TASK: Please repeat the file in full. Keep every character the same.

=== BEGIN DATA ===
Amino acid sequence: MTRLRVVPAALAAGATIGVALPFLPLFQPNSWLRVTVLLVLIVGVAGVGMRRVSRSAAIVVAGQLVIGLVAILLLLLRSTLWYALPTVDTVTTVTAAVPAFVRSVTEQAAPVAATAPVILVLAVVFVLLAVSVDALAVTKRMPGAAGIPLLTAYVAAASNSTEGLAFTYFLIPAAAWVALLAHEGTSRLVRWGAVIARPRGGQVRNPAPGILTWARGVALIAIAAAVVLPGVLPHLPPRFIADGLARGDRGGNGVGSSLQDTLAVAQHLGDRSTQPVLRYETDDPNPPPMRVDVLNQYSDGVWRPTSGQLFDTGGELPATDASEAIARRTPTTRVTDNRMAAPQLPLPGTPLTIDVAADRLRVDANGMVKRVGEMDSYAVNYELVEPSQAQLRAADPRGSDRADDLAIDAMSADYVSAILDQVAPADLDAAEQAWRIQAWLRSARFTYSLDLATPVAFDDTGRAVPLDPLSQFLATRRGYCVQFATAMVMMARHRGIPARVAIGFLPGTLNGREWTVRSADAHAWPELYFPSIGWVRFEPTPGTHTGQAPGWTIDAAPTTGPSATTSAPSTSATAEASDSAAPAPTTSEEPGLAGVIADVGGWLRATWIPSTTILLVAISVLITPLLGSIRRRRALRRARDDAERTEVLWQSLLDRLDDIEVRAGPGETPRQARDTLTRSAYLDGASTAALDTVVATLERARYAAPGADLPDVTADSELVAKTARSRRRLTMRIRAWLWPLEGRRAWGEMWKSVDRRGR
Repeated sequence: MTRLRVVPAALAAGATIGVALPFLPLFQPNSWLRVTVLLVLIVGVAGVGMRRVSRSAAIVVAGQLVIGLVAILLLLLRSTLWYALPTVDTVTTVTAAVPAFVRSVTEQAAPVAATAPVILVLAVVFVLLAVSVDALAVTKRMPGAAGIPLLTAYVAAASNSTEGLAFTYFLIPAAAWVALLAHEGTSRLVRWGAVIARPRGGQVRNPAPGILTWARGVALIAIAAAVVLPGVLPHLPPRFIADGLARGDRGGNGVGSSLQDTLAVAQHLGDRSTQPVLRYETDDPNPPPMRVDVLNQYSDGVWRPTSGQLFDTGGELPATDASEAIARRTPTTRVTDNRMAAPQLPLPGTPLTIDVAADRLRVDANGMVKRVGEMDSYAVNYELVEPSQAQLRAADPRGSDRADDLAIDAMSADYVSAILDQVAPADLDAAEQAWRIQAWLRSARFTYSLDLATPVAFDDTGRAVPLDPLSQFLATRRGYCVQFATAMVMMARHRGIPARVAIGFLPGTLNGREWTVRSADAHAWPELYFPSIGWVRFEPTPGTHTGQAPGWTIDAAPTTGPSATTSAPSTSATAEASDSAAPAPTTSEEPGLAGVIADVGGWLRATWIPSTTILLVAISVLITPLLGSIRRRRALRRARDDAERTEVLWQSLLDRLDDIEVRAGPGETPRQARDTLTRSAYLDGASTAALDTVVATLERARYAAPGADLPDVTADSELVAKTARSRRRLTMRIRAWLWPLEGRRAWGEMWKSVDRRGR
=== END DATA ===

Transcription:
Amino acid sequence: MTRLRVVPAALAAGATIGVALPFLPLFQPNSWLRVTVLLVLIVGVAGVGMRRVSRSAAIVVAGQLVIGLVAILLLLLRSTLWYALPTVDTVTTVTAAVPAFVRSVTEQAAPVAATAPVILVLAVVFVLLAVSVDALAVTKRMPGAAGIPLLTAYVAAASNSTEGLAFTYFLIPAAAWVALLAHEGTSRLVRWGAVIARPRGGQVRNPAPGILTWARGVALIAIAAAVVLPGVLPHLPPRFIADGLARGDRGGNGVGSSLQDTLAVAQHLGDRSTQPVLRYETDDPNPPPMRVDVLNQYSDGVWRPTSGQLFDTGGELPATDASEAIARRTPTTRVTDNRMAAPQLPLPGTPLTIDVAADRLRVDANGMVKRVGEMDSYAVNYELVEPSQAQLRAADPRGSDRADDLAIDAMSADYVSAILDQVAPADLDAAEQAWRIQAWLRSARFTYSLDLATPVAFDDTGRAVPLDPLSQFLATRRGYCVQFATAMVMMARHRGIPARVAIGFLPGTLNGREWTVRSADAHAWPELYFPSIGWVRFEPTPGTHTGQAPGWTIDAAPTTGPSATTSAPSTSATAEASDSAAPAPTTSEEPGLAGVIADVGGWLRATWIPSTTILLVAISVLITPLLGSIRRRRALRRARDDAERTEVLWQSLLDRLDDIEVRAGPGETPRQARDTLTRSAYLDGASTAALDTVVATLERARYAAPGADLPDVTADSELVAKTARSRRRLTMRIRAWLWPLEGRRAWGEMWKSVDRRGR
Repeated sequence: MTRLRVVPAALAAGATIGVALPFLPLFQPNSWLRVTVLLVLIVGVAGVGMRRVSRSAAIVVAGQLVIGLVAILLLLLRSTLWYALPTVDTVTTVTAAVPAFVRSVTEQAAPVAATAPVILVLAVVFVLLAVSVDALAVTKRMPGAAGIPLLTAYVAAASNSTEGLAFTYFLIPAAAWVALLAHEGTSRLVRWGAVIARPRGGQVRNPAPGILTWARGVALIAIAAAVVLPGVLPHLPPRFIADGLARGDRGGNGVGSSLQDTLAVAQHLGDRSTQPVLRYETDDPNPPPMRVDVLNQYSDGVWRPTSGQLFDTGGELPATDASEAIARRTPTTRVTDNRMAAPQLPLPGTPLTIDVAADRLRVDANGMVKRVGEMDSYAVNYELVEPSQAQLRAADPRGSDRADDLAIDAMSADYVSAILDQVAPADLDAAEQAWRIQAWLRSARFTYSLDLATPVAFDDTGRAVPLDPLSQFLATRRGYCVQFATAMVMMARHRGIPARVAIGFLPGTLNGREWTVRSADAHAWPELYFPSIGWVRFEPTPGTHTGQAPGWTIDAAPTTGPSATTSAPSTSATAEASDSAAPAPTTSEEPGLAGVIADVGGWLRATWIPSTTILLVAISVLITPLLGSIRRRRALRRARDDAERTEVLWQSLLDRLDDIEVRAGPGETPRQARDTLTRSAYLDGASTAALDTVVATLERARYAAPGADLPDVTADSELVAKTARSRRRLTMRIRAWLWPLEGRRAWGEMWKSVDRRGR